Last month wage and hour lawsuits were filed against a flooring company and an auto retailer, alleging violations of California labor laws, including unpaid overtime.
Auto salesman Tarek Abu-Hajar filed a lawsuit against AutoNation, which purports to be the largest new and used automotive retailer in the US, claiming he was not paid for all the hours worked. Abu-Hajar claims he suffered damages from not being paid minimum wages, not getting meal and rest breaks or overtime pay. The suit was filed in US District Court for the Central District of California Case number 2:17-cv-02142-PSG-KS.
This isn’t the first time AutoNation has been slapped with a labor lawsuit. In June 2011 a class action lawsuit against AutoNation in San Jose, California was filed by on-site sales associates, claiming the auto dealer unlawfully deducted commissions from their wages in violation of the California labor code. AutoNation allegedly serviced or repaired previously purchased cars for free, but deducted these costs from the Sales Associates who originally sold said cars. AutoNation was also accused of intentionally misclassifying sales employees as exempt to avoid overtime pay. Lilly v. AutoNation, Case No. 1-11-CV-203569.
Two floor installers at Floormax Inc. filed a complaint against the Corona-based flooring company alleging they are not paid overtime. Dan Olguin and Michael Scott Rutherford claim that Floormax Inc. underreported the hours they worked, failed to pay overtime wages and provide accurate wage statements. U.S. District Court for the Central District of California, Eastern Division Case number 5:17-cv-00493-RGK-DTB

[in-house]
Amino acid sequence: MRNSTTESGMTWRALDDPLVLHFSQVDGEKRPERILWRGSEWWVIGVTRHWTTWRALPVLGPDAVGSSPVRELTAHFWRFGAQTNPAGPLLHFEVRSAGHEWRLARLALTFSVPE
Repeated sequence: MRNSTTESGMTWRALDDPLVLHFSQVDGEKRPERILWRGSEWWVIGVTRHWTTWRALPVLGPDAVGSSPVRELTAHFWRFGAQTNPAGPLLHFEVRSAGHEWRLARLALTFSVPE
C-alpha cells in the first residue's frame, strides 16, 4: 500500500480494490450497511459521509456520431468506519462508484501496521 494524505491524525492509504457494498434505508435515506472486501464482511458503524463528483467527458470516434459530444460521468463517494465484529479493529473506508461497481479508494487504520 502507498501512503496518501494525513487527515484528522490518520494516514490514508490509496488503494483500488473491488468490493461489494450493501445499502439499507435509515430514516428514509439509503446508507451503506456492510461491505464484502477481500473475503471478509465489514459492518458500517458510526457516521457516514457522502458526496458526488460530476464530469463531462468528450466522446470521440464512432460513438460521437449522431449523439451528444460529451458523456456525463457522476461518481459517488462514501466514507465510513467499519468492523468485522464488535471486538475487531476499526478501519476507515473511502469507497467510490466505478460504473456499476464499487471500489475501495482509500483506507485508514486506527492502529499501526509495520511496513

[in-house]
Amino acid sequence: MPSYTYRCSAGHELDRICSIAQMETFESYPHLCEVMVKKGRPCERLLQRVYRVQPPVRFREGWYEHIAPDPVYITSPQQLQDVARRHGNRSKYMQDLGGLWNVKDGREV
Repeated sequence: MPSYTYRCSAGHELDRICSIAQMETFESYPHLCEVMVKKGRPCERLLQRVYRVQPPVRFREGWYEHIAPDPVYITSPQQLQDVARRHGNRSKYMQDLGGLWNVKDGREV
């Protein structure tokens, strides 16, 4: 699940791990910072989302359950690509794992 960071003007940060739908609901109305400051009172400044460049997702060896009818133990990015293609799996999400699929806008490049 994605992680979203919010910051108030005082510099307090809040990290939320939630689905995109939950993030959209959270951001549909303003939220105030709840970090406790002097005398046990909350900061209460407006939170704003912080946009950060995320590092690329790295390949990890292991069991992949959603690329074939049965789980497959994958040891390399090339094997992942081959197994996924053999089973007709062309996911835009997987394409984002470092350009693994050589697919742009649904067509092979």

Plaintiffs in both cases request a trial by jury to seek unpaid overtime wages and more.
READ MORE CALIFORNIA OVERTIME LEGAL NEWS
“It’s unreasonable, it’s unaffordable and most importantly, from a taxpayer’s perspective and from the perspective of the firefighters, it’s unsustainable,” said Jack Weir, president of the Contra Cost Taxpayers Association. But firefighters defend their exorbitant salaries, saying that “paying one firefighter to work overtime saves more money than paying two firefighters to work regular hours.” San Ramon Valley Fire Chief Paige Meyer said a starting firefighter in San Ramon would make about $90,000 in salary alone, according to CBS.